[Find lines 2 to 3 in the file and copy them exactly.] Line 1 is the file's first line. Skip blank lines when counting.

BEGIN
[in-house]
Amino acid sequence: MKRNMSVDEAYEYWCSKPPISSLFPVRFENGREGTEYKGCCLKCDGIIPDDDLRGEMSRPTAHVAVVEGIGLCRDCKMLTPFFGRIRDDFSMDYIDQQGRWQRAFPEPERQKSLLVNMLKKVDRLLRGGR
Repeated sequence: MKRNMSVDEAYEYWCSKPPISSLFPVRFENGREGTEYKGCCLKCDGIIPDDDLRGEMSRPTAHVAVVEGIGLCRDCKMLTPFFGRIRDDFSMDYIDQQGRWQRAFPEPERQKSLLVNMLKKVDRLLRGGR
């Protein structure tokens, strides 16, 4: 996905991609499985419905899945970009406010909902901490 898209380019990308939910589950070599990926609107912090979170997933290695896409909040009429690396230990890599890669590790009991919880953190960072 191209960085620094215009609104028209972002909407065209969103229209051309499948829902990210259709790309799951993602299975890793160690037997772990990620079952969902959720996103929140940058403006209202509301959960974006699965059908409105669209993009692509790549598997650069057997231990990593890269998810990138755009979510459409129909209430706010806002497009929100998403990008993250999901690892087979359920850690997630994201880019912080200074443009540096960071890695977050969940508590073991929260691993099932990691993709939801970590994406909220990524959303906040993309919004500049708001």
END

Amino acid sequence: MKRNMSVDEAYEYWCSKPPISSLFPVRFENGREGTEYKGCCLKCDGIIPDDDLRGEMSRPTAHVAVVEGIGLCRDCKMLTPFFGRIRDDFSMDYIDQQGRWQRAFPEPERQKSLLVNMLKKVDRLLRGGR
Repeated sequence: MKRNMSVDEAYEYWCSKPPISSLFPVRFENGREGTEYKGCCLKCDGIIPDDDLRGEMSRPTAHVAVVEGIGLCRDCKMLTPFFGRIRDDFSMDYIDQQGRWQRAFPEPERQKSLLVNMLKKVDRLLRGGR